What to Feed Your Cat
The number of cat food options in stores can seem daunting. How can you choose a food that meets your cat’s nutritional needs? This helpful guide will help pet parents pick a diet that is right for your cat.
Look for Specific Ingredients
Cats have different dietary needs than dogs, because their bodies require different nutrients to perform healthily. On food packages, read the nutrition information, looking for foods with large amounts of protein, vitamin A, and vitamin B3. The main ingredient on the package should be some type of meat, like chicken or fish, closely followed by eggs – these foods are high in proteins. Foods with cheaper ingredients, like “animal by-products” or grains, will pass through your pet more easily, forcing them to eat more to fulfill their hunger. This can lead to feline obesity.
Watch for Food Allergies – What Not to Feed Your Cat
Allergies to particular types of foods can manifest as excessive itching or licking, along with fur loss. These itches will not respond to typical treatments of feline rashes, like steroids; the only way to cure them is to eliminate the allergen from the diet. Common allergens are usually any type of beef, lamb, seafood, corn, soy, dairy products and wheat gluten – animals can be allergic to more than one of these. If you think your cat has a food allergy, make an appointment with your veterinarian; diagnosis includes an elimination diet. Your pet will be put on a completely new type of food, and will gradually be reintroduced to potential allergens. When a reaction is triggered, the allergen can be identified and eliminated.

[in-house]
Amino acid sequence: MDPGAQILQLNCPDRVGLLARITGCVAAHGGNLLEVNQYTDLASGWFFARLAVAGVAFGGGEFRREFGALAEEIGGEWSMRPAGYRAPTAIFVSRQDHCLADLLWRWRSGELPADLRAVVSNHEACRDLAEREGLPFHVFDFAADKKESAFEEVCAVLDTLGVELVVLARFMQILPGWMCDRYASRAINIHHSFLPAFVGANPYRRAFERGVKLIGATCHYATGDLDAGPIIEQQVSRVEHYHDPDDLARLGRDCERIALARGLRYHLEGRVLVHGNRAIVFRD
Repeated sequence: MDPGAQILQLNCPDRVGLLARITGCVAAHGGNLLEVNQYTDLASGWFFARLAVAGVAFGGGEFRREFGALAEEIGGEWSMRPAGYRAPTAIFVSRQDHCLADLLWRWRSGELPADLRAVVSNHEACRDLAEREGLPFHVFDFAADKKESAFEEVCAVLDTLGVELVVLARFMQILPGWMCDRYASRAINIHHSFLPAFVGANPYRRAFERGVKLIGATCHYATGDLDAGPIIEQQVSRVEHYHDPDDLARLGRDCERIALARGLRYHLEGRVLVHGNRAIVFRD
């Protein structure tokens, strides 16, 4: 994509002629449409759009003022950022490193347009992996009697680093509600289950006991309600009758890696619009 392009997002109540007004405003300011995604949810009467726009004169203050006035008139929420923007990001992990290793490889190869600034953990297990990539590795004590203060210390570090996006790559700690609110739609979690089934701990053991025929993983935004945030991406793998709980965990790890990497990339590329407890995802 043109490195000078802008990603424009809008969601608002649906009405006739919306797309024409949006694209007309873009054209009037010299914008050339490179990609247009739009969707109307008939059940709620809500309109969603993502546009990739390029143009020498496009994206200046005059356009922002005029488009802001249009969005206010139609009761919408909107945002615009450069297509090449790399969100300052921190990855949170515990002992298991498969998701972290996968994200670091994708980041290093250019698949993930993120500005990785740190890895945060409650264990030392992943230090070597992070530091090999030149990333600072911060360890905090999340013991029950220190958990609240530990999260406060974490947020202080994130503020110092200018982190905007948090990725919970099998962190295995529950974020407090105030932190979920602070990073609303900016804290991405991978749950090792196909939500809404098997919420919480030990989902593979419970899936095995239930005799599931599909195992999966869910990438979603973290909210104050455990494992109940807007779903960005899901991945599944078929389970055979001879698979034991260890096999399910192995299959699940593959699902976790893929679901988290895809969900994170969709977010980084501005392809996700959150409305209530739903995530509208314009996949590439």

There is also a no-no list of foods that almost all felines are intolerant to. Ingestion of these can result in dangerous symptoms.
- Fish, chicken, or meat bones from your kitchen – these can be easily swallowed, leading to an intestinal blockage.
- Canned tuna (in excess) – cats can’t get all their nutrients from this food, but some as a treat won’t hurt.
- Dog food – same as with tuna; dogs have different nutritional needs, and your cat can’t get their proper nutrients.
- Raw meat – as with humans, uncooked meat can contain pathogens like Salmonella and E. coli
- Dairy products (in excess) – in large amounts, cats can develop diarrhea
Age is a Factor
Kittens should be fed two to three times a day, as their growing bodies need more nutrition and their small tummies can only hold so much. In their first two weeks of life, kittens double their weight! They should also be fed a food tailored specifically to kitten nutritional growth needs. Adult cats’ food needs are less specific; any labeled “nutritionally adequate” with a primary ingredient of meat or eggs will do. Feed them only twice a day, according to the package’s recommended amounts. Senior cats’ metabolisms have slowed, making them more prone to obesity; foods that are designed for older pets will contain fewer calories while still filling your cat.
Choosing the right type of food for your cat is important; less nutritious foods can lead to health complications and result in nutritional deficiencies. Some pets have food allergies just like humans, and need special veterinary care. There are also specific foods you should never feed your cat, as they can lead to serious health issues. As your cat matures, its nutritional requirements change – make sure you change their diet to meet these needs. Any time you have questions, feel free to consult your veterinarian with any additional questions.